The corresponding chipset, Tesla claims, is at least seven times faster than that of any competitor, and “objectively the best chip in the world”. The company said it has already integrated the new chip in 425,000 vehicles with plans to put a million full self-driving (FSD) vehicles on the road by 2020.
But what sets Tesla’s new chip apart from those of its biggest competitor? Is commercial autonomous vehicle (AV) production as early as next year truly possible?
All You Need to Know About Tesla’s New Chipset
The new chip is known as Tesla Autopilot Hardware 3.0 (AP3). It’s a full self-driving (FSD) computer chipset custom-made for Tesla by Samsung. It holds an AEC Q100 certification from the Automotive Electronics Council and can be retrofitted in older Tesla models running at least Hardware 2.
Up until 2019, Tesla electric vehicles including the S, X, and Model 3 had utilised Nvidia's DRIVE PX 2 AI computing platform—dubbed Hardware 2 (AP2) to power their self-driving neural networks. Similarly, AP2 was preceded by the Mobileye EyeQ 3 autopilot, also known as Hardware 1 (AP1).
According to Pete Bannon, lead chipset engineer, the AP3 will serve as the brain of future Tesla vehicles—processing input from 8 cameras, 12 ultrasonic sensors, radar, GPS, and mapping systems. The vehicle will use feedback relayed from the sensors to determine external driver conditions and steer the car on the road.
Redundant computers in Tesla’s full self-driving chip. Image courtesy of Tesla.
The AP3 comprises two 260 x 260 mm FSD computers on a 14-nanometre fin field effect transistor—a.k.a. FinFET—CMOS: small enough to be fitted into the vehicle’s glove compartment. Collectively, both computers contain over 6 billion transistors and 250 million logic gates delivering 144 tera operations/sec (TOPS) of neural network performance.
The chip consists of 3 core segments: video, computer, and power. The memory type is LPDDR4 random access memory (RAM) with a maximum bandwidth of 68 Gb/s. There's also an H.265 video encoder for the backup camera, dashboard camera, and sentry mode. The chip runs on less than 100 watts of power.
Performance, Efficiency, and Reliability
The main feature that sets the Hardware 3.0 apart from Nvidia’s chips is its redundancy. Having two independent processing units (with individual storage and power systems) on one board will keep the hardware running seamlessly in the event that one system fails.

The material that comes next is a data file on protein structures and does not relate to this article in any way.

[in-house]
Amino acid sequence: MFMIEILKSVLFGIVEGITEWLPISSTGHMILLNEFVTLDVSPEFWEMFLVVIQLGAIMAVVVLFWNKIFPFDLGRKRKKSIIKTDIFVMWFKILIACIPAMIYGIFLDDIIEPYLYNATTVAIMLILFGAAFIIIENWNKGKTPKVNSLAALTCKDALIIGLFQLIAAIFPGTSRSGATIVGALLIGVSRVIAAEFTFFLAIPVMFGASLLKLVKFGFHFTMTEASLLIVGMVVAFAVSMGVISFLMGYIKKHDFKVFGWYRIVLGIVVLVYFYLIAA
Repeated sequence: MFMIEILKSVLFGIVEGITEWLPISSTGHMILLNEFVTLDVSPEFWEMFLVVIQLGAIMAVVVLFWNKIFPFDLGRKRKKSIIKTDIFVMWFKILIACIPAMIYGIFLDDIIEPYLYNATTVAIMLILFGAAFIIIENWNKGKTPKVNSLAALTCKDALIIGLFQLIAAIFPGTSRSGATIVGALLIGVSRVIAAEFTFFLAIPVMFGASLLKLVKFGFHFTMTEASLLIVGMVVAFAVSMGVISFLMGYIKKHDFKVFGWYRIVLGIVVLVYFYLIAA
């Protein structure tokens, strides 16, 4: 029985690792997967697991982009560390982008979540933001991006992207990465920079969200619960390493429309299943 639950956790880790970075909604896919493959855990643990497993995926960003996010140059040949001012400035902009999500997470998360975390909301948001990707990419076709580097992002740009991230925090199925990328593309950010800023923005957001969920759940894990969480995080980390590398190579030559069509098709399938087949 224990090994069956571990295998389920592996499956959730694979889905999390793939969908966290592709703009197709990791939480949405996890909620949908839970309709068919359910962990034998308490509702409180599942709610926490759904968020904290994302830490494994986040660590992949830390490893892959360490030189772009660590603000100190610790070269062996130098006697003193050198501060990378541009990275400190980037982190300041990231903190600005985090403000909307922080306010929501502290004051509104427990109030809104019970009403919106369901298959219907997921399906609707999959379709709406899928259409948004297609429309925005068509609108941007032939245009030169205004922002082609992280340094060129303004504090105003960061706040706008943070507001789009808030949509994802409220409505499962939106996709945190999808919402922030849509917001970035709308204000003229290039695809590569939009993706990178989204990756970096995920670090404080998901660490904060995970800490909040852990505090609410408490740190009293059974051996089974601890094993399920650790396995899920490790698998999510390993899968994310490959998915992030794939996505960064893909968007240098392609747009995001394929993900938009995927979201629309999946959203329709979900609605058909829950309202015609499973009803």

Compared to Nvidia’s Drive Xavier’s theoretical performance of 21 TOPS, Tesla’s chip is 85% faster (144 TOPS) with greater reliability due to the dual-processor configuration. Full redundancy also improves power savings over single-computer chips. Bannon states that AP3 uses 25% less power than Nvidia’s Hardware 2 (v2.5) at 80% of the production costs.
Reviews from experts and competitors about the new chipset are a mixed bag: while experts praise the new chip’s performance, Nvidia, Tesla’s main competitor and former supplier, denies the Hardware 3’s superiority.
The Tesla Model 3's autopilot self-driving function in operation. Image courtesy Bigstock.
Nvidia says that the Xavier maxes out at 30 TOPS and not 21, as stated at the event, and argues that the comparison should have been made with its DRIVE AX Pegasus chip instead—which maxes out at 320 TOPS—making it theoretically more powerful in terms of raw computing power.
However, experts think Nvidia’s position is invalidated on the basis of power consumption (the Pegasus requires 500W). Power consumption is an essential consideration for AV design which affects everything from efficiency to reliability and production costs.
Tesla and the Future of Autonomous Vehicles
In its drive to make autonomous vehicles a reality, Tesla is raising the bar for all other car makers. The company’s progress has been interesting to watch over the years, mostly due to the vision of its enigmatic CEO. Hardware 3.0 packs a punch with its superior processing power, full redundancy, and significant power savings and it’s safe to say the company made good on its claims.
Following the announcement of the Hardware 3 technology, fully autonomous driving seems clearly on the horizon, but it’s probably best to be cautiously optimistic: greater processing power does not fully address the current challenges of the industry, after all. Studies focused on the current challenges self-driving vehicles face show that regulatory approval and environmental regulations are some of the biggest obstacles that autonomous vehicles must overcome.